GREEN party chiefs are calling for immediate action to reverse a decline in bus passengers which has seen a 10 million drop over the last year.
Figures in the Local Transport plan (LTP2) show passenger journeys fell from 121 million to 111 million in the last 12 months and Sheffield Green Party leaders today warned if the trend continues bus use will be halved over the next five years.
They want council regulation of fares, routes and frequency in an effort to halt the falling figures.
Green Party transport spokesman Robert Murphy said: "This information is truly shocking. In February council chiefs warned the bus operators they had six months to improve or face regulation. Since then we have seen price rises, service cuts and now the verdict of the passengers themselves. We want to see moves towards regulation immediately to stop this destruction of our once proud and popular bus service.
"It is no exaggeration to say that public transport under this government and council is in crisis. The last Local Transport Plan was a failure and the next just offers more of the same. We believe public transport should be a public service, not a means for producing excessive profits for private operators. It's time to halt the years of decline brought about by deregulation. "
The LTP report blames some of the decline on last year's three-week bus strike, which accounted for four million lost passenger journeys on buses belonging to First Group, the largest bus operator in South Yorkshire.
Mr Murphy said: "Obviously a fair amount was lost then but four million is not even half the total amount lost. That still leaves six million, which shows a downward spiral.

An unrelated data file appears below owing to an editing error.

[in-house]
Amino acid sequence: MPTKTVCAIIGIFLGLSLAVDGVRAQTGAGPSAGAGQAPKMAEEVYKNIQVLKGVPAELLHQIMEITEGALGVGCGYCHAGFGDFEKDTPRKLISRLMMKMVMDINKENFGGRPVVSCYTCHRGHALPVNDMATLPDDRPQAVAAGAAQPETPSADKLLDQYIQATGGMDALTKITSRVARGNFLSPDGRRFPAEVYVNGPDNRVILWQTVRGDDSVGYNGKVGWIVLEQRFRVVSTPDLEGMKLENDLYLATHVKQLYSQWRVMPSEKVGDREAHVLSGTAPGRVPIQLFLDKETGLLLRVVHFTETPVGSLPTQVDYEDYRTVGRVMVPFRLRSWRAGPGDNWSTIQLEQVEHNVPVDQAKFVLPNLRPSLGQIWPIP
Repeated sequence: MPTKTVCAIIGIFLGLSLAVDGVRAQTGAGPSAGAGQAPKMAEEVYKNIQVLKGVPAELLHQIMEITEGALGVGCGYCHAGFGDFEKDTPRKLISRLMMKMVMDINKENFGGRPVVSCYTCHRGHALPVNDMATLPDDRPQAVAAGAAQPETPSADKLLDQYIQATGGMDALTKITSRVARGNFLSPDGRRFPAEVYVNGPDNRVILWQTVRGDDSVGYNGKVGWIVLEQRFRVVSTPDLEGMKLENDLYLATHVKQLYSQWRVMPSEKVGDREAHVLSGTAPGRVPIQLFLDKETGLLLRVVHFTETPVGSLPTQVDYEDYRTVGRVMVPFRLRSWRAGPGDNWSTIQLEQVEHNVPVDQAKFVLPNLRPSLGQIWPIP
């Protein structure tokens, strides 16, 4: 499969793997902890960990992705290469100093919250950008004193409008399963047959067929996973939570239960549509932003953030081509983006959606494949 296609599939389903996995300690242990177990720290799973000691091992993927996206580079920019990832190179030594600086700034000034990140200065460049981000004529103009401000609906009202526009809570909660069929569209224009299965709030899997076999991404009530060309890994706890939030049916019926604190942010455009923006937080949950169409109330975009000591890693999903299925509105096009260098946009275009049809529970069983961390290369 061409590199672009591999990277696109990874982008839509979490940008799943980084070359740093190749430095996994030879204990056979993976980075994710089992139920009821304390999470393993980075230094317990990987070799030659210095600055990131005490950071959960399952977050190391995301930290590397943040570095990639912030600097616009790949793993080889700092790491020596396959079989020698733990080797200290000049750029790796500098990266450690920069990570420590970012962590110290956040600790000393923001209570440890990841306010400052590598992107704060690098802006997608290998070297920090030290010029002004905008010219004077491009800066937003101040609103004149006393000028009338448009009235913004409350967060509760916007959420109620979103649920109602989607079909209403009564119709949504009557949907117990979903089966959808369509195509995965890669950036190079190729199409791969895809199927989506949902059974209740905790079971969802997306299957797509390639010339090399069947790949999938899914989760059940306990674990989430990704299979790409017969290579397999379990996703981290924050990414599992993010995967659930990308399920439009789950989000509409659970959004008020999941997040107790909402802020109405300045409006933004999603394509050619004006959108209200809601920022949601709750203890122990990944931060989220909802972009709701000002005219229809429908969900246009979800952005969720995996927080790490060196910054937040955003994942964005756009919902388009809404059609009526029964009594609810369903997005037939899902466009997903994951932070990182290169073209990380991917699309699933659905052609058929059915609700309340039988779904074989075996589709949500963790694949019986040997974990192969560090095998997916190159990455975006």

"In London, there is regulation of routes and bus patronage is going up there. However, in most other main cities, passenger levels are going down. The buses are not meeting people's needs and this is putting passengers off."
Last month, bus operators insisted there was no need for Government intervention to give passengers a better deal.
They blamed local councils and the Passenger Transport Executive for the state of bus services, claiming they were not doing enough to ease road congestion to ensure reliability.
Passengers have been deserting buses over the past 20 years.
In the 1970s and early 1980s the county, and Sheffield in particular, had one of the highest rates of bus use in the country, partly due to its famously subsidised fares, which were once as low as 2p a ride.
But Margaret Thatcher's government changed the system in 1986, introducing bus deregulation. That meant any firm could run buses just about anywhere they wanted.
People turned instead to the car – leading to traffic-choked roads – and bus companies complain it is congestion on the county's roads that makes their services less reliable and stops people from using them.
They want local councils to give buses priority at traffic lights and improve the road system to make it easier for buses at peak times.
The LTP is made up of partners from Barnsley, Doncaster, Rotherham and Sheffield councils and the South Yorkshire Passenger Transport Executive and Authority.
First Commercial Director Brandon Jones said: "Regulation would carry significant public subsidy and does not provide any solutions to improving traffic congestion or creating consistent journey times.
"By working with our partners more effectively we can tackle the main concern of customers, which is the provision of consistent journey times.
"According to the South Yorkshire Passenger Transport Executive the reliability of First services is improving and now stands at 93 per cent.
"Our customers have also seen improvements on services where we have added extra buses to maintain reliability."